This is CT’s moment, steward it well.” So said a dear friend and mentor of mine over lunch as we discussed the exciting opportunities ahead for this nonprofit ministry. It was a challenge that came into sharper focus in April, following my participation in a meeting with some 50 evangelical organizational and church leaders from the US and around the world.
The purpose of the meeting was to reflect upon the state of evangelicalism in America and the impact its condition was having on evangelicalism worldwide. It was also to be a time where we could collectively confess and ask God’s forgiveness for where our witness has not reflected Christ and where it has alienated or disenfranchised women and minorities. And finally, we wanted to seek the Spirit’s leading to find ways to heal our community’s bitterness and brokenness so that the world would see and believe (John 17:21).
Much of this meeting was intended to be closed to the media, but that didn’t stop a handful of outlets from misrepresenting the entire two days as anti-administration, anti-evangelical counsel, and anti-evangelical oneness. To say such reporting lacked journalistic integrity would be an understatement. But with that, I was reminded anew of at least one reason why my mentor said this is CT’s moment. In a word: truth.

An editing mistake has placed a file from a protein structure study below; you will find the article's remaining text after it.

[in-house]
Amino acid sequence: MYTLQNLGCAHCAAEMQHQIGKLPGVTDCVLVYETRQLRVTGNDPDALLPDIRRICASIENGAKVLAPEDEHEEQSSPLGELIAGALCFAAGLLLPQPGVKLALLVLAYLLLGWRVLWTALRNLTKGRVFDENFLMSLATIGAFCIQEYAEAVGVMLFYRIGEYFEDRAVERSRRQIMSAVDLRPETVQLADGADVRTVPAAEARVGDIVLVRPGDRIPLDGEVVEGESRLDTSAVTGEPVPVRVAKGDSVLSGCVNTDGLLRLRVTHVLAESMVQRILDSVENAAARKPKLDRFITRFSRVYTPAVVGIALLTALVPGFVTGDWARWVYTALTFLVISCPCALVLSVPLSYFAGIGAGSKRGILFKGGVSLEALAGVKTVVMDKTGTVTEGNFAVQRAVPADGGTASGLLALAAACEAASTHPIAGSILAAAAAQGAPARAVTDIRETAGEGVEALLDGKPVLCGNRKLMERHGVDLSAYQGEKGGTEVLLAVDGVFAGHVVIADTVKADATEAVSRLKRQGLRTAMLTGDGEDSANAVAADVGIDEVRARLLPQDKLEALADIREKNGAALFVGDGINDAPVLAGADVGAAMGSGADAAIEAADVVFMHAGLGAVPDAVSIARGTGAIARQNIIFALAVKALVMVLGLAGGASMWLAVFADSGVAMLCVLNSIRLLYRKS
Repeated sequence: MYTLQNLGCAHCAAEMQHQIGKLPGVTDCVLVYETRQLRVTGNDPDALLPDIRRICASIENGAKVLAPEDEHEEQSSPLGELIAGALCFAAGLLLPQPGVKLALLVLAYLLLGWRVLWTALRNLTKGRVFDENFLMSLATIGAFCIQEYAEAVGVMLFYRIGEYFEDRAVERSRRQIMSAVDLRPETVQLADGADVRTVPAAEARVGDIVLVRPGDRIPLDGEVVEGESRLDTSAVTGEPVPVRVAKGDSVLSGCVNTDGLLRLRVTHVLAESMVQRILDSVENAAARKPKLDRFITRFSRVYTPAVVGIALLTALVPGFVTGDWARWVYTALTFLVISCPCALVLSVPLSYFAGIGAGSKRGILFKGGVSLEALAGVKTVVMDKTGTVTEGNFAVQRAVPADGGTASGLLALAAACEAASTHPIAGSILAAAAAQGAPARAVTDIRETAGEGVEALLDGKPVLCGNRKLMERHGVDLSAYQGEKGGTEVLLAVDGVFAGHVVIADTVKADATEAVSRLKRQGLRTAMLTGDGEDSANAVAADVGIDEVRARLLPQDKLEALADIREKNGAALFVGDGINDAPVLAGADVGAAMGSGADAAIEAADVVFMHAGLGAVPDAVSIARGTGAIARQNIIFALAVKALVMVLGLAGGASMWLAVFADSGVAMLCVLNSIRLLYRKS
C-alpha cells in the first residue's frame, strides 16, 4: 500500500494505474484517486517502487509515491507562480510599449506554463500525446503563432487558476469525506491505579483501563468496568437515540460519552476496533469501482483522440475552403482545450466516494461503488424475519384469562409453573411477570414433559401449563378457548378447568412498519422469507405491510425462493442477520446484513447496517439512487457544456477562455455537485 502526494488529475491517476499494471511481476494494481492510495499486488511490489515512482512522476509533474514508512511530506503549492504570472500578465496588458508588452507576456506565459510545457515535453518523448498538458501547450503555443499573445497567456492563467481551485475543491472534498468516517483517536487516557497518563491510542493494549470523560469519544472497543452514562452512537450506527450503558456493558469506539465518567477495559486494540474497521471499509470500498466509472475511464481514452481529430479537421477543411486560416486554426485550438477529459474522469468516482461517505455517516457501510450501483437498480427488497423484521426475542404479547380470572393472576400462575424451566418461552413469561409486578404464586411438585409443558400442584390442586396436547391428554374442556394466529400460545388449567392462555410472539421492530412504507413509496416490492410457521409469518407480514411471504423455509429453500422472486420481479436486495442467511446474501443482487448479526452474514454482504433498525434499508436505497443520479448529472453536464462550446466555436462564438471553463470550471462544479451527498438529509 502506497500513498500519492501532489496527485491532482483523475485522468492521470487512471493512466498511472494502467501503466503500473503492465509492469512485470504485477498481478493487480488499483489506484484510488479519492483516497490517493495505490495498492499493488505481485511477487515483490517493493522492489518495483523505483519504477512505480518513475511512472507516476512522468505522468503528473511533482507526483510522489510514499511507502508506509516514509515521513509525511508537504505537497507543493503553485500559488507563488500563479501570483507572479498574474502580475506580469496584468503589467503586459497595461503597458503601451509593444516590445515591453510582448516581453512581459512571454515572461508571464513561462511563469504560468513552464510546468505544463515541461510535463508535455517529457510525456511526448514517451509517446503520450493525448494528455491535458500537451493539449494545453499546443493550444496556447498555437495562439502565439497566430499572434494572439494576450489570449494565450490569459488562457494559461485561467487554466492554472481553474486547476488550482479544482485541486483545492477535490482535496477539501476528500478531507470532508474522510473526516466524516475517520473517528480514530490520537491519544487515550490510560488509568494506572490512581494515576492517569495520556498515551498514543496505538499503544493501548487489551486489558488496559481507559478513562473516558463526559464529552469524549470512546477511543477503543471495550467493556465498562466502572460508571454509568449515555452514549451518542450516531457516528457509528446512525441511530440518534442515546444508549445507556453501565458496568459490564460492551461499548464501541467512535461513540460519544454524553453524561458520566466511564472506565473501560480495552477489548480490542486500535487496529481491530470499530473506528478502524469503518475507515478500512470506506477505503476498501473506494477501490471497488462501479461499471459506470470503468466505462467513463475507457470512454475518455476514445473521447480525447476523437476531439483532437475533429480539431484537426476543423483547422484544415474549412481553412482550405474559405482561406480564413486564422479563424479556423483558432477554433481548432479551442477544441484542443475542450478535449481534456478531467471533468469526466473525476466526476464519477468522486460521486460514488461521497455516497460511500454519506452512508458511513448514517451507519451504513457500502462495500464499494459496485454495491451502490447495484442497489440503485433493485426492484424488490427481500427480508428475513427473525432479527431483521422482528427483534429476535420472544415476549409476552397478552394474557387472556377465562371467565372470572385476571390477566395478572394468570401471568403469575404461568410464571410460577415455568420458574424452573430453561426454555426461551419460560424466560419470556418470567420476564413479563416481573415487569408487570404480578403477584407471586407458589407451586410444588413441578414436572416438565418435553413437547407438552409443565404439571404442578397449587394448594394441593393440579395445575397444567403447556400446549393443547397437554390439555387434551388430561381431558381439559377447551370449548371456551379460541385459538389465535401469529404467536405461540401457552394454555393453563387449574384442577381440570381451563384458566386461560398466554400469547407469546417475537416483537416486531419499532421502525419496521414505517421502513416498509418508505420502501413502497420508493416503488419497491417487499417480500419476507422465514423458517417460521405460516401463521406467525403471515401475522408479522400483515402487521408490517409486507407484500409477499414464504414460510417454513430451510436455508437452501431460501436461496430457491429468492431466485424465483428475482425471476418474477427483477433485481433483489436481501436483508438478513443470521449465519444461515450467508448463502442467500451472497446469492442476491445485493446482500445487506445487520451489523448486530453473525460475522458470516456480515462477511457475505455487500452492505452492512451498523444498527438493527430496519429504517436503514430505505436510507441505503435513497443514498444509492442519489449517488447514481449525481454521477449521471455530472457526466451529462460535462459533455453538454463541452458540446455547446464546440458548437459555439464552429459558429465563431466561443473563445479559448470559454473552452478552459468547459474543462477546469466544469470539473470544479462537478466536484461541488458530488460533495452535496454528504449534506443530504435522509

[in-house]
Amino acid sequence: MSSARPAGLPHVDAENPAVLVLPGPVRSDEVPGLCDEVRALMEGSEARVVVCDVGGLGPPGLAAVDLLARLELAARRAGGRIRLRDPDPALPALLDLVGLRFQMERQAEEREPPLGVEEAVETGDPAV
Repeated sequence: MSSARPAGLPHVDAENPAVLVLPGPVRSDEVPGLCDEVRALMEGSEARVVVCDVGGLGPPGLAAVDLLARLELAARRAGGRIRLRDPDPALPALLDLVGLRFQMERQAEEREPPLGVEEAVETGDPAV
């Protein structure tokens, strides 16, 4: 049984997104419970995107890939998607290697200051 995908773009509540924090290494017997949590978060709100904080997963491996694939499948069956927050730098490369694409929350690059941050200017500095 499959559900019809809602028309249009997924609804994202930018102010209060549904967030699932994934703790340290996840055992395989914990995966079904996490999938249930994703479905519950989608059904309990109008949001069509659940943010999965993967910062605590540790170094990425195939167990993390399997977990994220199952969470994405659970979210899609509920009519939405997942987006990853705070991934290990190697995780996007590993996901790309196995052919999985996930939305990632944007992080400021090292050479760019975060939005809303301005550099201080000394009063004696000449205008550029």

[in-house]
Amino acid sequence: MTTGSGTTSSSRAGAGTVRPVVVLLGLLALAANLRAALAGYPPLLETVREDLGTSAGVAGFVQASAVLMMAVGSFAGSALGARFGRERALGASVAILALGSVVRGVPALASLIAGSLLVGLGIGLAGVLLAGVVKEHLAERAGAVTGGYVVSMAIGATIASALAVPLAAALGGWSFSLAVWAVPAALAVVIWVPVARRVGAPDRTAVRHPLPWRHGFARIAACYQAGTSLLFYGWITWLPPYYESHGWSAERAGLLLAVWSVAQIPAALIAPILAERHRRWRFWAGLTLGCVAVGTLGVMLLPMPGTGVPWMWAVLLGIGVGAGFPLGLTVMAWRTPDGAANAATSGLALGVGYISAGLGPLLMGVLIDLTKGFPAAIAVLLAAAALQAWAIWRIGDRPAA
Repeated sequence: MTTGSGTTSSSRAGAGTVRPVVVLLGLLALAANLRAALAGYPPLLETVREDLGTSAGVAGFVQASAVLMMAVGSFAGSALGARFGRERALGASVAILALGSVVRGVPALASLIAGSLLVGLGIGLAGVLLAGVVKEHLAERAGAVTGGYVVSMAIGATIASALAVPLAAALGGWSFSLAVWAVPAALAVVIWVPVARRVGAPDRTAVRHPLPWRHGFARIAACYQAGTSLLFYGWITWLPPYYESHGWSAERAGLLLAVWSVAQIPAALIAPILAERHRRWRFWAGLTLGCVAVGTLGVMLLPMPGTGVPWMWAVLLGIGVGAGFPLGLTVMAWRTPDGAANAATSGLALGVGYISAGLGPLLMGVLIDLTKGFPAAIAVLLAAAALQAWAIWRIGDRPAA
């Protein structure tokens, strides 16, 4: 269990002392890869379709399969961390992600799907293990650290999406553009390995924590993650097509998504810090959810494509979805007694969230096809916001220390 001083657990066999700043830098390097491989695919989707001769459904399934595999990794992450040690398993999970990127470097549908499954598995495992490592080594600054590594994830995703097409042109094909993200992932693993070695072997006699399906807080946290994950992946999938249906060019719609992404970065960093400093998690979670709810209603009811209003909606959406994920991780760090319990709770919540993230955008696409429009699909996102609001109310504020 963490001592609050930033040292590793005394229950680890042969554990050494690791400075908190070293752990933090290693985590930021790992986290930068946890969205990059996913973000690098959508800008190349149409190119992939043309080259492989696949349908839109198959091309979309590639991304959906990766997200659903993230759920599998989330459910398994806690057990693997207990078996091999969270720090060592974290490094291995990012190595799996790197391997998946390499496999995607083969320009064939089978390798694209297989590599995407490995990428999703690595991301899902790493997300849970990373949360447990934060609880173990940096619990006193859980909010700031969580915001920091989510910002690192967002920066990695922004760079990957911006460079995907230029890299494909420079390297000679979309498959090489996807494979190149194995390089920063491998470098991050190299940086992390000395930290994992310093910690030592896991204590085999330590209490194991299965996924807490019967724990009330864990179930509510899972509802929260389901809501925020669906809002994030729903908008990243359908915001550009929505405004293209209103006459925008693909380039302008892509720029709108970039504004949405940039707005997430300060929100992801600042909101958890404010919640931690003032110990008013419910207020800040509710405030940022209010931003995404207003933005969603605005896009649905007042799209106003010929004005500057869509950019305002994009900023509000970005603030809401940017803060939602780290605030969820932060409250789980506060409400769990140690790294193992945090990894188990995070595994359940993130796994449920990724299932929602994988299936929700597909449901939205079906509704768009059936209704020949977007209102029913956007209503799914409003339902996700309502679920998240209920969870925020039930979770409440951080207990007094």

Of course, delivering gospel truth is at the heart of who we are. But here I’m talking about reporting the “plain truth,” delivering a trustworthiness in all we say and write about what God is doing in and through his people locally and around the world. I need not tell you that truth is a vanishing commodity in our world. Indeed, my reading of and listening to post-meeting reactions felt like a foray into the 2016 Oxford Dictionary word of the year: post-truth. I had actually attended the event, and yet its “retelling” in some accounts—not all—had me wondering if I had somehow slipped down the rabbit hole.
All the more reason why we remain diligent at CT in delivering a journalistic quality second to none in its thoughtfulness, accuracy, and integrity. This is a quality that will, we trust, have more readers like you looking our way for trustworthy and balanced news and commentary increasingly absent in so much media today. So perhaps my mentor was right. (He usually is!) Maybe this is CT’s moment. After all, we tell the truth. And the reach of our truth-telling, as only God could orchestrate it, is more global than ever.
With all this before us, would we indeed steward this moment and our mission well. To the glory of God.
Harold Smith is president and CEO of Christianity Today.
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